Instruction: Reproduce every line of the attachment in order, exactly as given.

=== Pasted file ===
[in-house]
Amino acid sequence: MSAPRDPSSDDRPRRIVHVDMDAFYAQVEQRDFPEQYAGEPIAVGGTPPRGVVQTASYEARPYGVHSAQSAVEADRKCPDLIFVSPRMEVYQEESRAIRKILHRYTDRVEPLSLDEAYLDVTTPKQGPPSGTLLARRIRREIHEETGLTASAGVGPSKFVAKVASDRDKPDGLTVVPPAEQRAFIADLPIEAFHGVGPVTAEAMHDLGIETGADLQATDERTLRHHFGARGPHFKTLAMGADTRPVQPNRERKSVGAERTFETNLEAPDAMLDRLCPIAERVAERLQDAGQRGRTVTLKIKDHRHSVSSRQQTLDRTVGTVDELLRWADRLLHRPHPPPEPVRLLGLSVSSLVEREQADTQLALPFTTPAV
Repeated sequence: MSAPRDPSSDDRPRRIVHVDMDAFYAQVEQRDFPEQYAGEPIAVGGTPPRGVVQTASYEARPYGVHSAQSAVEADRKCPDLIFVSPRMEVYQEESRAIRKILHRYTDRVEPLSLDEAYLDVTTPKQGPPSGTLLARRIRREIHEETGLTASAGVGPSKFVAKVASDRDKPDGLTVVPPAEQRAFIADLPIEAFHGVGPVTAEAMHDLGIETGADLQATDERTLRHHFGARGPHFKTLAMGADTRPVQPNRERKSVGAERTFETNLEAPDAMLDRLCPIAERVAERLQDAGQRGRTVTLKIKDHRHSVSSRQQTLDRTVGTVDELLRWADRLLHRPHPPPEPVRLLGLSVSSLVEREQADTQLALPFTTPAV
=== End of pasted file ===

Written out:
[in-house]
Amino acid sequence: MSAPRDPSSDDRPRRIVHVDMDAFYAQVEQRDFPEQYAGEPIAVGGTPPRGVVQTASYEARPYGVHSAQSAVEADRKCPDLIFVSPRMEVYQEESRAIRKILHRYTDRVEPLSLDEAYLDVTTPKQGPPSGTLLARRIRREIHEETGLTASAGVGPSKFVAKVASDRDKPDGLTVVPPAEQRAFIADLPIEAFHGVGPVTAEAMHDLGIETGADLQATDERTLRHHFGARGPHFKTLAMGADTRPVQPNRERKSVGAERTFETNLEAPDAMLDRLCPIAERVAERLQDAGQRGRTVTLKIKDHRHSVSSRQQTLDRTVGTVDELLRWADRLLHRPHPPPEPVRLLGLSVSSLVEREQADTQLALPFTTPAV
Repeated sequence: MSAPRDPSSDDRPRRIVHVDMDAFYAQVEQRDFPEQYAGEPIAVGGTPPRGVVQTASYEARPYGVHSAQSAVEADRKCPDLIFVSPRMEVYQEESRAIRKILHRYTDRVEPLSLDEAYLDVTTPKQGPPSGTLLARRIRREIHEETGLTASAGVGPSKFVAKVASDRDKPDGLTVVPPAEQRAFIADLPIEAFHGVGPVTAEAMHDLGIETGADLQATDERTLRHHFGARGPHFKTLAMGADTRPVQPNRERKSVGAERTFETNLEAPDAMLDRLCPIAERVAERLQDAGQRGRTVTLKIKDHRHSVSSRQQTLDRTVGTVDELLRWADRLLHRPHPPPEPVRLLGLSVSSLVEREQADTQLALPFTTPAV